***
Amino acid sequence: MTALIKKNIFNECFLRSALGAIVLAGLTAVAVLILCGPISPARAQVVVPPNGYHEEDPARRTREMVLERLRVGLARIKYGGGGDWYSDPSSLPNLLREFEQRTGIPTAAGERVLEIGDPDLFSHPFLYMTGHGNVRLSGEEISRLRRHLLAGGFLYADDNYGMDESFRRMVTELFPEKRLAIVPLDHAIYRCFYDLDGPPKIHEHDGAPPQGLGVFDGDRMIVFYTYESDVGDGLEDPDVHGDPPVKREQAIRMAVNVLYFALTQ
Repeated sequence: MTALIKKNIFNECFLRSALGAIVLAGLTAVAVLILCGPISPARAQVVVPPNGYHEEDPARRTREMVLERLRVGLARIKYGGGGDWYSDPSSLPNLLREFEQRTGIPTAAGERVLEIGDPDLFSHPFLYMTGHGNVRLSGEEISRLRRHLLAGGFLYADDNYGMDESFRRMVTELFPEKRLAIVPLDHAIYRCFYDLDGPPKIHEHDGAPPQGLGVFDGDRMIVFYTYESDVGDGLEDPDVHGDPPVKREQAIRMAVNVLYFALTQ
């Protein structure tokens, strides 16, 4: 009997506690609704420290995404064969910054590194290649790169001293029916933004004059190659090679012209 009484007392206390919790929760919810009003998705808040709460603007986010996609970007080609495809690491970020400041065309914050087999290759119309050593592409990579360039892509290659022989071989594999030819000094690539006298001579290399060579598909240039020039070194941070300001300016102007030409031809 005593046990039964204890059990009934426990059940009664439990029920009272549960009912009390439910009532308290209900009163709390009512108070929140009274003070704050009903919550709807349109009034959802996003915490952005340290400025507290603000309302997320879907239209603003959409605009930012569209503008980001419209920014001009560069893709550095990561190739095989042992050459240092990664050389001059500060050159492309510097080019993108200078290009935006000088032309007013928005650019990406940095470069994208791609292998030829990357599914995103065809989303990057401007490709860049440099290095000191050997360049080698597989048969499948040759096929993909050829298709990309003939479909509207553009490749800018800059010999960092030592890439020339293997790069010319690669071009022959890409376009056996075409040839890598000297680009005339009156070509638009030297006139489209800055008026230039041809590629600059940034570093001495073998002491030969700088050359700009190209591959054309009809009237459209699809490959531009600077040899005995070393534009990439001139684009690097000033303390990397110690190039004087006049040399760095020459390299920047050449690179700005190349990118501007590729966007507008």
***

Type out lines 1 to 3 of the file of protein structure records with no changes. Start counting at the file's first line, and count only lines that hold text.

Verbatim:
Amino acid sequence: MTALIKKNIFNECFLRSALGAIVLAGLTAVAVLILCGPISPARAQVVVPPNGYHEEDPARRTREMVLERLRVGLARIKYGGGGDWYSDPSSLPNLLREFEQRTGIPTAAGERVLEIGDPDLFSHPFLYMTGHGNVRLSGEEISRLRRHLLAGGFLYADDNYGMDESFRRMVTELFPEKRLAIVPLDHAIYRCFYDLDGPPKIHEHDGAPPQGLGVFDGDRMIVFYTYESDVGDGLEDPDVHGDPPVKREQAIRMAVNVLYFALTQ
Repeated sequence: MTALIKKNIFNECFLRSALGAIVLAGLTAVAVLILCGPISPARAQVVVPPNGYHEEDPARRTREMVLERLRVGLARIKYGGGGDWYSDPSSLPNLLREFEQRTGIPTAAGERVLEIGDPDLFSHPFLYMTGHGNVRLSGEEISRLRRHLLAGGFLYADDNYGMDESFRRMVTELFPEKRLAIVPLDHAIYRCFYDLDGPPKIHEHDGAPPQGLGVFDGDRMIVFYTYESDVGDGLEDPDVHGDPPVKREQAIRMAVNVLYFALTQ
């Protein structure tokens, strides 16, 4: 009997506690609704420290995404064969910054590194290649790169001293029916933004004059190659090679012209 009484007392206390919790929760919810009003998705808040709460603007986010996609970007080609495809690491970020400041065309914050087999290759119309050593592409990579360039892509290659022989071989594999030819000094690539006298001579290399060579598909240039020039070194941070300001300016102007030409031809 005593046990039964204890059990009934426990059940009664439990029920009272549960009912009390439910009532308290209900009163709390009512108070929140009274003070704050009903919550709807349109009034959802996003915490952005340290400025507290603000309302997320879907239209603003959409605009930012569209503008980001419209920014001009560069893709550095990561190739095989042992050459240092990664050389001059500060050159492309510097080019993108200078290009935006000088032309007013928005650019990406940095470069994208791609292998030829990357599914995103065809989303990057401007490709860049440099290095000191050997360049080698597989048969499948040759096929993909050829298709990309003939479909509207553009490749800018800059010999960092030592890439020339293997790069010319690669071009022959890409376009056996075409040839890598000297680009005339009156070509638009030297006139489209800055008026230039041809590629600059940034570093001495073998002491030969700088050359700009190209591959054309009809009237459209699809490959531009600077040899005995070393534009990439001139684009690097000033303390990397110690190039004087006049040399760095020459390299920047050449690179700005190349990118501007590729966007507008």